It’s often said people don’t appreciate things they can get for free. Another way of looking at this is that it is difficult to determine its value if you don’t pay for something. With the cost of sending emails or getting contacts in social media virtually zero, does it mean it is harder to get value from them? Should we start to pay for contacts and messages?
Do you remember the time when there was just a landline phone at home? Or when you received letters through the mail? When your phone was ringing, someone definitely answered the call and actually took the call seriously. When you got a letter with your name and stamp on the envelope, it was something you wanted to open and read. Now you get robocalls that use VoIP, making them really cheap. You get a lot of emails, most of which you don’t even open or read.
How about social network contacts? You can send LinkedIn or Facebook invitations to almost anyone, and many people accept invitations from people they don’t know. One could say this has made people better connected and made the world more democratic. Earlier you could have tried to get into an exclusive club and use your contacts to help to arrange an important new introduction. But how much value do your social media contacts actually produce? Not much, and less each day, I would argue.
In an earlier article, I wrote how many social networks had become spamming networks. It’s great that prices go down and more people get access to networks and opportunities. But this also has its side effects. Everything becomes too crowded, and everyone tries to use them for their own purposes. When connections, communications and transactions have minimal or zero cost, people don’t consider using them properly. It leads to a situation where those networks and tools offer less value. It’s a bit like a government starting to print a lot of money. The money loses value, and then you can’t afford to buy things with it.
Would this change, if we had to pay for contacts, messages and transactions? Most probably. It doesn’t mean they should be so expensive that it starts to limit who can use the tools significantly, but it would make people think about what they are doing. Maybe people would start to appreciate more the contacts they have and the messages they receive.
It doesn’t really matter to the users what technology makes transactions payable, but the user experience matters. To get this to work, very simple micro-payments are needed. At the moment, it looks like blockchain and tokens are the strongest candidates to change business models of messaging and social networking services.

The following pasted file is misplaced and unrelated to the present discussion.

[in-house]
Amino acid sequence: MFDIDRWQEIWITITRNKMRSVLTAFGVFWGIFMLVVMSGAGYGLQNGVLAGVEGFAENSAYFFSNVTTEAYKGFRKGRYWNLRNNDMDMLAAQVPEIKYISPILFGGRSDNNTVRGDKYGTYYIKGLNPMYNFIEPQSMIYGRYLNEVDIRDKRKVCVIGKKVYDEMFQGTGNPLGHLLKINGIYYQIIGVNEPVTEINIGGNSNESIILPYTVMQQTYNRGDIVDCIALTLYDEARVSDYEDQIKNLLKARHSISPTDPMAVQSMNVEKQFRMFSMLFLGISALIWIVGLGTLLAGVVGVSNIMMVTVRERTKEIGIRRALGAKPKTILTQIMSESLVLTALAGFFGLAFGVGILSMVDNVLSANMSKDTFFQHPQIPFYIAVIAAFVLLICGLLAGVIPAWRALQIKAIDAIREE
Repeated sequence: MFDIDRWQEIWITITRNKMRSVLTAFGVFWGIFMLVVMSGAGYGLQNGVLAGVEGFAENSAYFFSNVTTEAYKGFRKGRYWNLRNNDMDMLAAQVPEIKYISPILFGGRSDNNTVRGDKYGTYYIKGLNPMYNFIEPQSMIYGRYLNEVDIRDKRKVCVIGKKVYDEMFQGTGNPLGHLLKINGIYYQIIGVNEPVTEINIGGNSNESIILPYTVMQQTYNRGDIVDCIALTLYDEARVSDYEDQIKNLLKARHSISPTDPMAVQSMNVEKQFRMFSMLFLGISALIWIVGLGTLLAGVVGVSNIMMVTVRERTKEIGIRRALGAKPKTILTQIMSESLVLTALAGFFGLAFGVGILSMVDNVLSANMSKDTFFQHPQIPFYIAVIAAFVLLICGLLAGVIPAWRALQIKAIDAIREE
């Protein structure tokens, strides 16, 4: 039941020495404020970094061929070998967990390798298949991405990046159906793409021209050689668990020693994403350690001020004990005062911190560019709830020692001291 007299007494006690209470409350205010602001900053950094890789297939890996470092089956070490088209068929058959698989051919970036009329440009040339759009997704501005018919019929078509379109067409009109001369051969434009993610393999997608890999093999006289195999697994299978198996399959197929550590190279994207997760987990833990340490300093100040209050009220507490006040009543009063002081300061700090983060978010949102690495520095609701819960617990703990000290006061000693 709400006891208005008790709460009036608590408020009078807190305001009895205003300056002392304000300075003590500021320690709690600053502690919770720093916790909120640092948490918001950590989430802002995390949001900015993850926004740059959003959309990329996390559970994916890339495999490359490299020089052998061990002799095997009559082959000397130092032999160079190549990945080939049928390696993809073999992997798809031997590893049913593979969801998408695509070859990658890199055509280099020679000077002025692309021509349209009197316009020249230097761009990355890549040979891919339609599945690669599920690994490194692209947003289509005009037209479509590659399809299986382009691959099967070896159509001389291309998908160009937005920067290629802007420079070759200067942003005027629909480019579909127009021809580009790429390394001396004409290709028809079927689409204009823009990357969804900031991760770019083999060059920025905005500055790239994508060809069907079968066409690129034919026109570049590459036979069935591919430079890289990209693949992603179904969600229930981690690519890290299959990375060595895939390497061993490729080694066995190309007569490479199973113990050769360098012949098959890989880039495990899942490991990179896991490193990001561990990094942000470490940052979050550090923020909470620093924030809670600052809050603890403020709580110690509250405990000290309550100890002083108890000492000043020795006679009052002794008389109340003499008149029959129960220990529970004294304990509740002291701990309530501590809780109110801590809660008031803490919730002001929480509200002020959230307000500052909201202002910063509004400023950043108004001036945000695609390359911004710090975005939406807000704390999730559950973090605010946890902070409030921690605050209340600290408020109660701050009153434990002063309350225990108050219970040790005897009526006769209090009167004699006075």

This is something that has been talked about since the 2017 ICO boom. The missing piece has been workable, effective end-user services, not just concept ideas. It is not realistic to think that totally new communications tools would replace the existing ones. New solutions to better manage contacts and messages should work, for example, with the existing email and messaging services.
One can also claim that people are not ready to pay for these commodities they have always had for free. And not all people will be ready to do it immediately, but people are happy to pay for things that make their life better, help them with daily tasks and give them greater status. There are many signs that people are now looking for better privacy and control of their data and activities, and security is also becoming more important.
People have always been willing to pay for exclusive clubs. They have been willing to pay for dinners with top politicians and celebrities. If someone you don’t know wanted to message you, you would be more interested in looking at the message if you know they had paid for it, and it was not one of the thousands of ‘free’ messages. If a user only accepted ‘paid’ messages, it would cut down the level of spam, too. Good contacts and important messages are premia, not commodities.
We will soon see services where people pay for messages, not for all messages, but some of them, e.g. to reach new contacts. We will also start to see services where people will have to pay for contacts, and they will have to give serious thought to which contacts they really want to invest in. But these services will need to offer the same usability as chatting, social media and email today. This concept could become one of the first big use cases for blockchain and tokens.
The article first appeared on Disruptive.Asia.
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